Postal Service cuts are cutting into its law enforcement mission

In April, Daniel J. Trammell attacked a postal service letter carrier while the letter carrier was simply delivering mail. The Postal Service employee suffered an injury to their neck. Earlier that same day, Trammell entered a post office, shouted at employees and threatened to shoot his letter carrier. 

This of course was not the first threat that the U.S. Postal Service (USPS) has dealt with. After the Sept. 11 terrorist attacks in 2001, the nation was on edge bracing for additional waves of attacks, which ultimately did come with the anthrax scare. This dangerous attack emanated through the mail, just seven days after 9/11. The USPS was the unwitting victim, with its law enforcement officers, postal police and postal inspectors having to handle a very dangerous incident. 

Today our pandemic is seeing similar dynamics at play, exacerbated by funding debates in Congress, as postal police and Postal Service inspectors are again caught in its crossfire.

The U.S. postal system is not only massive but it has been considered critical to our national security since its founding. Perhaps that is why the Founding Fathers included the postal system in the Constitution and originally listed the postmaster general as a Cabinet figure. It is also the reason the USPS has law enforcement agencies and an entire federal code dedicated to it — 18 U.S. Code Chapter 83.   

Despite being equipped with security, mail theft is on the rise as USPS employees face an increased threat of assaults and continued attacks. 

Still, even through escalated violence, postal service employees continue to aid in the delivery of 212 billion pieces of mail to over 144 million homes from 40,000 post offices, and they must continue to do so safely. Unfortunately, as it continues its operations, one of the Postal Service’s answers has been to cut its law enforcement operations.

For example, on Aug. 25, Deputy Chief Inspector David Bowers revoked postal police officers’ law enforcement authority, except when they are on property owned or leased by the USPS. This seems like the wrong strategy given its employees are sustaining increased attacks on the streets of America. If the postal police aren’t there to protect those employees and respond to these incidents, who will handle these crimes? 

This change of operations has left a target on most postal employees and mail as well as using U.S.  postal inspectors, who traditionally handle investigations of terrorism, international criminals, child predators and mail fraud, to fill the gap in some cases. So instead of focusing on fighting crime and protecting postal facilities, postal inspectors have been used for other law enforcement operations while postal police officers’ duties are further eroded.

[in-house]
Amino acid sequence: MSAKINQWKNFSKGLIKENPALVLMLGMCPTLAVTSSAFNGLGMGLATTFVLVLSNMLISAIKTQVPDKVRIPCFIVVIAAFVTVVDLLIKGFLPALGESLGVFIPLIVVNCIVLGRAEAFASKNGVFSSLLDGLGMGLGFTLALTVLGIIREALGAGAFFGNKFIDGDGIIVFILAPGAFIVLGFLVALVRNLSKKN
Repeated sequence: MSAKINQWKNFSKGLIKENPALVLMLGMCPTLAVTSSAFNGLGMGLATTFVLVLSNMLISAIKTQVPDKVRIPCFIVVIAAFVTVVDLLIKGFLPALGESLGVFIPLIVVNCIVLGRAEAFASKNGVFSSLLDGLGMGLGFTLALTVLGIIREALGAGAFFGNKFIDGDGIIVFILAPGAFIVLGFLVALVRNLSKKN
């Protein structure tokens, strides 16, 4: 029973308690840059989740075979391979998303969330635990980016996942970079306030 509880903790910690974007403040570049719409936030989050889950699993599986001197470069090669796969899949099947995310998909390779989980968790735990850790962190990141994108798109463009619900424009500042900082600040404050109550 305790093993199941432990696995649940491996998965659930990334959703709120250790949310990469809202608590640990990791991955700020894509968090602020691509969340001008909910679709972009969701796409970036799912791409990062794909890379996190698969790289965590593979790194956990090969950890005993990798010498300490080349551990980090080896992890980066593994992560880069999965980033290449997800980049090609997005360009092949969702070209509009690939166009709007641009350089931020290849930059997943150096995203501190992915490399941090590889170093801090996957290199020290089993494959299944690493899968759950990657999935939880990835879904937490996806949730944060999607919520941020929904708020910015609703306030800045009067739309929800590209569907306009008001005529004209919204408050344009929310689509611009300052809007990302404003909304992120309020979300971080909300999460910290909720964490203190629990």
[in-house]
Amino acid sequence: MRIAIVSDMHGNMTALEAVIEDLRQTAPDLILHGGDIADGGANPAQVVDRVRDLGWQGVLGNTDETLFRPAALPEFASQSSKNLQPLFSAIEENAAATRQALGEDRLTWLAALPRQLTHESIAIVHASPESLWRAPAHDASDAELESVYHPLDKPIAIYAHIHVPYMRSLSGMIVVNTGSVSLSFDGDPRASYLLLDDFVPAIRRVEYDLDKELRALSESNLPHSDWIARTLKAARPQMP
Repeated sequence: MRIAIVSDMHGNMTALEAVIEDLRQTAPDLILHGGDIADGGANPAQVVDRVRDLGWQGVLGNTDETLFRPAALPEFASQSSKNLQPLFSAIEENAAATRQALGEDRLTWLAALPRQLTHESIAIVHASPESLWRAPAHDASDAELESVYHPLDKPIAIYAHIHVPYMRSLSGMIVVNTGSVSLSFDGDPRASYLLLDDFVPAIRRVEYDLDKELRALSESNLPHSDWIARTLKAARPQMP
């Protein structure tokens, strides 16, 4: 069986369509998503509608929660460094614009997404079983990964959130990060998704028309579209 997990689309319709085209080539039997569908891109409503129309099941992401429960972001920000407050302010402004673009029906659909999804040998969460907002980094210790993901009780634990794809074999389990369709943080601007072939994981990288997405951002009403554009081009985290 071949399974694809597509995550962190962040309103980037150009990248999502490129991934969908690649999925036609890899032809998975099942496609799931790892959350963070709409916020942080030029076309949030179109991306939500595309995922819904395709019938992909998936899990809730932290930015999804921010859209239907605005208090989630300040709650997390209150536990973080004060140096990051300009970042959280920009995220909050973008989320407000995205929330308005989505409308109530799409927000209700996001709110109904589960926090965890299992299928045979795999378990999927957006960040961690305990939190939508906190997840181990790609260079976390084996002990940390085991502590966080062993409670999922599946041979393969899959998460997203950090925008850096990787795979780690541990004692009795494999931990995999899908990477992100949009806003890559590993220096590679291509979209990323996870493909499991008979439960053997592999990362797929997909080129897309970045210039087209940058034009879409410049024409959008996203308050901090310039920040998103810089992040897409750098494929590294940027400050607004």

Instead of the Postal Service letting their law enforcement officers protect, investigate and catch thieves who are “mailbox fishing,” they are trying to replace the old blue collection boxes with new and improved “fishing proof” collection boxes, which don’t stop mail theft but merely displace it. Now, instead of going after mail boxes, thieves are targeting mail carriers and trucks. Rather than thieves fishing mail, they are now focusing on robbing mail carriers or breaking into postal trucks and stealing trays of mail.

Postal Inspection Service dates back to 1772. Within the last few months, however, it seems as though postal police officers — who operate under the inspection service — and their duties have been sidelined, while attacks on the postal service and its employees continued to rise.  

Larry Cosme, FLEOA President said, “while Postal employees perform their constitutionally essential mission, the brave law enforcement officers of the Postal Inspection Service, Postal Police, and Office of Inspector General are also still on the job, keeping the postal system safe and fighting back against crime. That includes fighting back against rampant COVID-19 related fraud with state and local counterparts on a newly established COVID-19 Fraud Task Force.” 

Despite the debate about the future of the Postal Service, one thing is clear: no matter what, the U.S. mail and its safe delivery are critical to national security and need a fully functioning law enforcement apparatus to do so. It seems wrong of our government to demand that the Postal Service operate “neither snow nor rain nor heat nor gloom of night stays these couriers from the swift completion of their appointed rounds” while they are dodging the efforts of criminals.

Donald J. Mihalek is a retired senior Secret Service Regional Training, tactics and firearms instructor. He also serves as the executive director of the Federal Law Enforcement Officers Association.

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